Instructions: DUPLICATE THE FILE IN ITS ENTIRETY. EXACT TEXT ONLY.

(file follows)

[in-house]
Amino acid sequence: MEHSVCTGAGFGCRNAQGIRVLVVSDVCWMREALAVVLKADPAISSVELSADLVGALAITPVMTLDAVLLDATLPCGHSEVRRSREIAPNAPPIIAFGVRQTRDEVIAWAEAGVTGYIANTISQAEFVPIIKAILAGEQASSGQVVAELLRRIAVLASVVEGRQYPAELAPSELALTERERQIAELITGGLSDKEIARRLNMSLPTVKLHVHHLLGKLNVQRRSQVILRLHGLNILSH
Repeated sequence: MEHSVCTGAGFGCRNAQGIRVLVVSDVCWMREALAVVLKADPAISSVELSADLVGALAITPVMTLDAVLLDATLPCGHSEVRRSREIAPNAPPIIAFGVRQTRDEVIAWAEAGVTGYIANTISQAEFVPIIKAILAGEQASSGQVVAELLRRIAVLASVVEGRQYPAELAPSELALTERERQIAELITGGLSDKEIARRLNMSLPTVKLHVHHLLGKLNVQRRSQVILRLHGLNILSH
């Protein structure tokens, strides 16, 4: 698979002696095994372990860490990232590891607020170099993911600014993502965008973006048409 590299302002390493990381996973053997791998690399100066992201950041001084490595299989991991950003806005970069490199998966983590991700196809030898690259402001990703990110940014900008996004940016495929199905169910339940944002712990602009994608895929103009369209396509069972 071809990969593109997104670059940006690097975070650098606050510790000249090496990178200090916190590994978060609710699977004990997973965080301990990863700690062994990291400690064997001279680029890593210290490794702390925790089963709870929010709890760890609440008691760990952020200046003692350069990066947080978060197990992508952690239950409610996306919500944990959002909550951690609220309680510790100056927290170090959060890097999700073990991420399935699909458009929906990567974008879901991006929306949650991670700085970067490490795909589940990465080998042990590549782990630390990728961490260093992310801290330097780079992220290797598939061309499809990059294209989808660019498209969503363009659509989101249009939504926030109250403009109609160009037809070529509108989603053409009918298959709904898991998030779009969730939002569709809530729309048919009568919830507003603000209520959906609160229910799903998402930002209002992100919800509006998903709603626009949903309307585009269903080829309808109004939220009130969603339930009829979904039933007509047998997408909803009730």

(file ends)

[in-house]
Amino acid sequence: MEHSVCTGAGFGCRNAQGIRVLVVSDVCWMREALAVVLKADPAISSVELSADLVGALAITPVMTLDAVLLDATLPCGHSEVRRSREIAPNAPPIIAFGVRQTRDEVIAWAEAGVTGYIANTISQAEFVPIIKAILAGEQASSGQVVAELLRRIAVLASVVEGRQYPAELAPSELALTERERQIAELITGGLSDKEIARRLNMSLPTVKLHVHHLLGKLNVQRRSQVILRLHGLNILSH
Repeated sequence: MEHSVCTGAGFGCRNAQGIRVLVVSDVCWMREALAVVLKADPAISSVELSADLVGALAITPVMTLDAVLLDATLPCGHSEVRRSREIAPNAPPIIAFGVRQTRDEVIAWAEAGVTGYIANTISQAEFVPIIKAILAGEQASSGQVVAELLRRIAVLASVVEGRQYPAELAPSELALTERERQIAELITGGLSDKEIARRLNMSLPTVKLHVHHLLGKLNVQRRSQVILRLHGLNILSH
């Protein structure tokens, strides 16, 4: 698979002696095994372990860490990232590891607020170099993911600014993502965008973006048409 590299302002390493990381996973053997791998690399100066992201950041001084490595299989991991950003806005970069490199998966983590991700196809030898690259402001990703990110940014900008996004940016495929199905169910339940944002712990602009994608895929103009369209396509069972 071809990969593109997104670059940006690097975070650098606050510790000249090496990178200090916190590994978060609710699977004990997973965080301990990863700690062994990291400690064997001279680029890593210290490794702390925790089963709870929010709890760890609440008691760990952020200046003692350069990066947080978060197990992508952690239950409610996306919500944990959002909550951690609220309680510790100056927290170090959060890097999700073990991420399935699909458009929906990567974008879901991006929306949650991670700085970067490490795909589940990465080998042990590549782990630390990728961490260093992310801290330097780079992220290797598939061309499809990059294209989808660019498209969503363009659509989101249009939504926030109250403009109609160009037809070529509108989603053409009918298959709904898991998030779009969730939002569709809530729309048919009568919830507003603000209520959906609160229910799903998402930002209002992100919800509006998903709603626009949903309307585009269903080829309808109004939220009130969603339930009829979904039933007509047998997408909803009730």